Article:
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Race 2 - Day 7

Invest Africa - Graham McMillan

15 SEP 2013 - Race 2

I've been lucky enough to participate in a number of off-shore races and there are some watches on board that define a race and some that go further than that and are a highlight of your sailing career.

Last night was one of those latter watches that was both quite scary and exhilarating at the same time. I came up to take the wheel and the rest of the team took their positions trimming the spinnaker. It was explained to us that the spinnaker only had one sheet on it and hence was going to be difficult to drop in the windy conditions – we use the non-working sheet to retrieve the kite and that was not available to us. It was therefore critical that we did not get a twist or wrap the spinnaker.

As a watch we have not yet built up a full team of people with the experience to helm at night with the kite and the other experienced helm was taking his well-deserved Mother-watch rest and therefore the majority of the helming would come down to me. Helming on a cloudy night with no stars to guide you is tricky. Imagine driving down a bumpy country road in the pitch black with no lights with only 10 yards of leeway either side.

Your guides are the pitch of the deck, the wind on your face and the shape of the spinnaker. Your instruments only act like a sat-nav that tells you what the road was doing thirty yards ago. It was fantastic. The exhilaration of surfing down waves that you can't see going up to 20 knots is spine-tingling. You wrestle with the wheel to check the swing of the bow and keep the spinnaker filled. The rest of the team are trimming and communicating the state of the kite as you feedback your intentions on the helm. For three hours we kept this up and creamed along like a barely-controlled train. Once my concentration started to wane the skipper was called to relieve me and as the first inklings of dawn approached we made our way off the deck, happy in the knowledge that the kite was still in one piece for later in the day when we could get it down in a controlled manner, but also that in those four short hours we had covered over 50 miles.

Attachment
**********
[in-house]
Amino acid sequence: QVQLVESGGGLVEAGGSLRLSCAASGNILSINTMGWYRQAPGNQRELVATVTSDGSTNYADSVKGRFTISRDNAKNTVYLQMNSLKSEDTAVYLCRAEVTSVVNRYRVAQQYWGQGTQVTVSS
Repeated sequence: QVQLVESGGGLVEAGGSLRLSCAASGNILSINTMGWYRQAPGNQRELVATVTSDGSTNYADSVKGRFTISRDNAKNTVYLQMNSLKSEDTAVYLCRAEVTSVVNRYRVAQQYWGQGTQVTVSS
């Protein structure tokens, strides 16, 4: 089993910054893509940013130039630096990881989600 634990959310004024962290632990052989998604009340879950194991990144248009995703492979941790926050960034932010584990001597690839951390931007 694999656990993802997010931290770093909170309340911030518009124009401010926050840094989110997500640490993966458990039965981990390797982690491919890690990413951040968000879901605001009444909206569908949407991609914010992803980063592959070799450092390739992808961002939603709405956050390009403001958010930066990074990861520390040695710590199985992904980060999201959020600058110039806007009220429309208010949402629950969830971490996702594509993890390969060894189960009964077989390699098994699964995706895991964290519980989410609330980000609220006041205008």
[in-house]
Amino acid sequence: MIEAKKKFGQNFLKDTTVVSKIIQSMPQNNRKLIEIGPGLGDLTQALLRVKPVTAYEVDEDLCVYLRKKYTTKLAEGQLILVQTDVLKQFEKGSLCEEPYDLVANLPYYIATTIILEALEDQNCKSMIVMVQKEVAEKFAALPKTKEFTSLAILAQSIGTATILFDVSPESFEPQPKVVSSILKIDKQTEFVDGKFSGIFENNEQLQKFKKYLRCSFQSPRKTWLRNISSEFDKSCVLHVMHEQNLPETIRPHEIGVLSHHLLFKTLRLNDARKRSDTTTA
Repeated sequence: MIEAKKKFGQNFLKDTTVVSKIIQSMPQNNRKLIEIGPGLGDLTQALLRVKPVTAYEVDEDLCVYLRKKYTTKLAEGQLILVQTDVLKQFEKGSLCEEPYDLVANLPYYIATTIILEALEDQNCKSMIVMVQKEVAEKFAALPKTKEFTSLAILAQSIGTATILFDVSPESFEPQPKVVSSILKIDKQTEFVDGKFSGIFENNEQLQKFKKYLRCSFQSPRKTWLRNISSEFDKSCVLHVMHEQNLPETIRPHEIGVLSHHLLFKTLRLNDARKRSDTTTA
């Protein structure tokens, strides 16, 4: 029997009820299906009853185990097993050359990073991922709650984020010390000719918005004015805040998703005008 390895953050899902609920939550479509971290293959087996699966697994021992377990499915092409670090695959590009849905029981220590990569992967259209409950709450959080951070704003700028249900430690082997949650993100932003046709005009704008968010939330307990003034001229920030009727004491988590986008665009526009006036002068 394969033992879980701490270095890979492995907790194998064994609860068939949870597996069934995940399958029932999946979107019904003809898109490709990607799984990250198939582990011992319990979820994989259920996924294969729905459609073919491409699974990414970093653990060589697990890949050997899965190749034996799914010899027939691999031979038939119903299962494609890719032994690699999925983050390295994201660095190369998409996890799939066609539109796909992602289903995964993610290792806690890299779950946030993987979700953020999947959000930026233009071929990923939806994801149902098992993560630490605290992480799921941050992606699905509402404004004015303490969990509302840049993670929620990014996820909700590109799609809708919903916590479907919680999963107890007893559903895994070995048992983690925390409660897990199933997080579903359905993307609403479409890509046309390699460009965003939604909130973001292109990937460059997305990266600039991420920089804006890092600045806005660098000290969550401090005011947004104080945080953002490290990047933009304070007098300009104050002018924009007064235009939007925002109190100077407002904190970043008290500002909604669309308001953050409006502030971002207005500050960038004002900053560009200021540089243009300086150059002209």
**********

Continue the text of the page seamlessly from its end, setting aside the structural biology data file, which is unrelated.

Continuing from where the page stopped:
Graham McMillan

Unlike Graham I am a total novice at sailing having never set foot on a yacht before Clipper Race training. Crew members take their turn in trimming the kite. It is scary, a huge piece of sailcloth with a sheet (a rope) that you need to hold on to tightly and constantly adjust to ensure maximum speed for the boat. Sailing at night is scary when there is no moon, no stars and  you can barely see where the sea ends and the sky begins. The only aid we have for trimming at night is the steaming light which is a light on the mast that shines over the sail. This light also gives you a hint as to the size of the waves as you see the swell rise to the side of the boat and then suddenly the helm catches the wave. It is like a helter skelter ride. Frightening, fantastic fun.

Anne Woodward